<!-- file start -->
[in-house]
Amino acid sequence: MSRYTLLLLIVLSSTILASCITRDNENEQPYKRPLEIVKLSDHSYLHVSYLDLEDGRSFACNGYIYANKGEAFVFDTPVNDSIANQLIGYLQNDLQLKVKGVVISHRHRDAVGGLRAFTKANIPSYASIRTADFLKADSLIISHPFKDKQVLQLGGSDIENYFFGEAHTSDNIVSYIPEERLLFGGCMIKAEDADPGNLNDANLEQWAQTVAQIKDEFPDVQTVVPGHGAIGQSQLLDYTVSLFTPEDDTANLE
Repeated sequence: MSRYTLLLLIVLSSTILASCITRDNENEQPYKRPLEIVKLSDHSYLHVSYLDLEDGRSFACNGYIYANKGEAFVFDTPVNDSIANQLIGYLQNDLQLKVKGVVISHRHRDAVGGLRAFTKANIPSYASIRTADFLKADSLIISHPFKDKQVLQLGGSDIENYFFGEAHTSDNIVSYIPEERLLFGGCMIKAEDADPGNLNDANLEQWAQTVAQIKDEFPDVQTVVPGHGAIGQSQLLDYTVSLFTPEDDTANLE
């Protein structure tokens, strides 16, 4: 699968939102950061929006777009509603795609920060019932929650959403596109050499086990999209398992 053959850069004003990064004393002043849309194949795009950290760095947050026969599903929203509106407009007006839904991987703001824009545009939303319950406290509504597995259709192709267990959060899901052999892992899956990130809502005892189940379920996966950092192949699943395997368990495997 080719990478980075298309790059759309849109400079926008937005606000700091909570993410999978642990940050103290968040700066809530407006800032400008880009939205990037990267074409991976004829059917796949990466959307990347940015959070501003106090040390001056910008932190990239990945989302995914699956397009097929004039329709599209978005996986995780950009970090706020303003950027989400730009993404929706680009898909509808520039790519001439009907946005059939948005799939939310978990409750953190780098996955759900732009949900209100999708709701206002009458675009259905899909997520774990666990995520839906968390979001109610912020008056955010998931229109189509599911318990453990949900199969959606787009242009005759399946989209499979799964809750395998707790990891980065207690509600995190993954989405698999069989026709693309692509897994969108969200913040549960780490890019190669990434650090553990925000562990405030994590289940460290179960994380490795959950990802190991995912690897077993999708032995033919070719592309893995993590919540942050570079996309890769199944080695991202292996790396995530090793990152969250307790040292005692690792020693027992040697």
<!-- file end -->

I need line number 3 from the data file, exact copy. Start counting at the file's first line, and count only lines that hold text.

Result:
Repeated sequence: MSRYTLLLLIVLSSTILASCITRDNENEQPYKRPLEIVKLSDHSYLHVSYLDLEDGRSFACNGYIYANKGEAFVFDTPVNDSIANQLIGYLQNDLQLKVKGVVISHRHRDAVGGLRAFTKANIPSYASIRTADFLKADSLIISHPFKDKQVLQLGGSDIENYFFGEAHTSDNIVSYIPEERLLFGGCMIKAEDADPGNLNDANLEQWAQTVAQIKDEFPDVQTVVPGHGAIGQSQLLDYTVSLFTPEDDTANLE